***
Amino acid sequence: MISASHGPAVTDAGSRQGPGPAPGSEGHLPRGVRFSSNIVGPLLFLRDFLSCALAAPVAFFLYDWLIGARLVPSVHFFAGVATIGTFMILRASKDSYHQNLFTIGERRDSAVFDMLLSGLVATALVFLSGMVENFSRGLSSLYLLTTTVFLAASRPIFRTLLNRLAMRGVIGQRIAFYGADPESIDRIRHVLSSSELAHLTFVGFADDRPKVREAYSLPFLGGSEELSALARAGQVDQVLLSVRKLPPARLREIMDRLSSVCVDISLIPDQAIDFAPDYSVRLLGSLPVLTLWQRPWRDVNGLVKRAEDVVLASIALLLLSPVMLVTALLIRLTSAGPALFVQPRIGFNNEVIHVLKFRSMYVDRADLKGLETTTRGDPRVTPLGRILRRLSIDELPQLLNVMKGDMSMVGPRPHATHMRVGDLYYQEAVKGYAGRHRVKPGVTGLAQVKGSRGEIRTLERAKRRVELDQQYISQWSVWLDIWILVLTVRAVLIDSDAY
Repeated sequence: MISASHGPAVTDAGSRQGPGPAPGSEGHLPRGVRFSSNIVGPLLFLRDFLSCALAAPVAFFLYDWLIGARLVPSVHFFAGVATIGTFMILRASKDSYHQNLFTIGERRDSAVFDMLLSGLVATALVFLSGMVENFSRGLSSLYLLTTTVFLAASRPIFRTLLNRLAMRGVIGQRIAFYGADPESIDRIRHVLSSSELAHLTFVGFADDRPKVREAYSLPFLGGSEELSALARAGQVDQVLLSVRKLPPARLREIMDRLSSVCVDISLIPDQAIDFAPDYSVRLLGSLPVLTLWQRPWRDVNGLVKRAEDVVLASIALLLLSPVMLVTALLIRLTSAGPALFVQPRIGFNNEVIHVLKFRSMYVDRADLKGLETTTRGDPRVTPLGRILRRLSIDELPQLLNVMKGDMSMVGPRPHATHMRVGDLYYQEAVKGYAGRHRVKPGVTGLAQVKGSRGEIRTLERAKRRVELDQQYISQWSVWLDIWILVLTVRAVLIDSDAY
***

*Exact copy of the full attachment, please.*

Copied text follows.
Amino acid sequence: MISASHGPAVTDAGSRQGPGPAPGSEGHLPRGVRFSSNIVGPLLFLRDFLSCALAAPVAFFLYDWLIGARLVPSVHFFAGVATIGTFMILRASKDSYHQNLFTIGERRDSAVFDMLLSGLVATALVFLSGMVENFSRGLSSLYLLTTTVFLAASRPIFRTLLNRLAMRGVIGQRIAFYGADPESIDRIRHVLSSSELAHLTFVGFADDRPKVREAYSLPFLGGSEELSALARAGQVDQVLLSVRKLPPARLREIMDRLSSVCVDISLIPDQAIDFAPDYSVRLLGSLPVLTLWQRPWRDVNGLVKRAEDVVLASIALLLLSPVMLVTALLIRLTSAGPALFVQPRIGFNNEVIHVLKFRSMYVDRADLKGLETTTRGDPRVTPLGRILRRLSIDELPQLLNVMKGDMSMVGPRPHATHMRVGDLYYQEAVKGYAGRHRVKPGVTGLAQVKGSRGEIRTLERAKRRVELDQQYISQWSVWLDIWILVLTVRAVLIDSDAY
Repeated sequence: MISASHGPAVTDAGSRQGPGPAPGSEGHLPRGVRFSSNIVGPLLFLRDFLSCALAAPVAFFLYDWLIGARLVPSVHFFAGVATIGTFMILRASKDSYHQNLFTIGERRDSAVFDMLLSGLVATALVFLSGMVENFSRGLSSLYLLTTTVFLAASRPIFRTLLNRLAMRGVIGQRIAFYGADPESIDRIRHVLSSSELAHLTFVGFADDRPKVREAYSLPFLGGSEELSALARAGQVDQVLLSVRKLPPARLREIMDRLSSVCVDISLIPDQAIDFAPDYSVRLLGSLPVLTLWQRPWRDVNGLVKRAEDVVLASIALLLLSPVMLVTALLIRLTSAGPALFVQPRIGFNNEVIHVLKFRSMYVDRADLKGLETTTRGDPRVTPLGRILRRLSIDELPQLLNVMKGDMSMVGPRPHATHMRVGDLYYQEAVKGYAGRHRVKPGVTGLAQVKGSRGEIRTLERAKRRVELDQQYISQWSVWLDIWILVLTVRAVLIDSDAY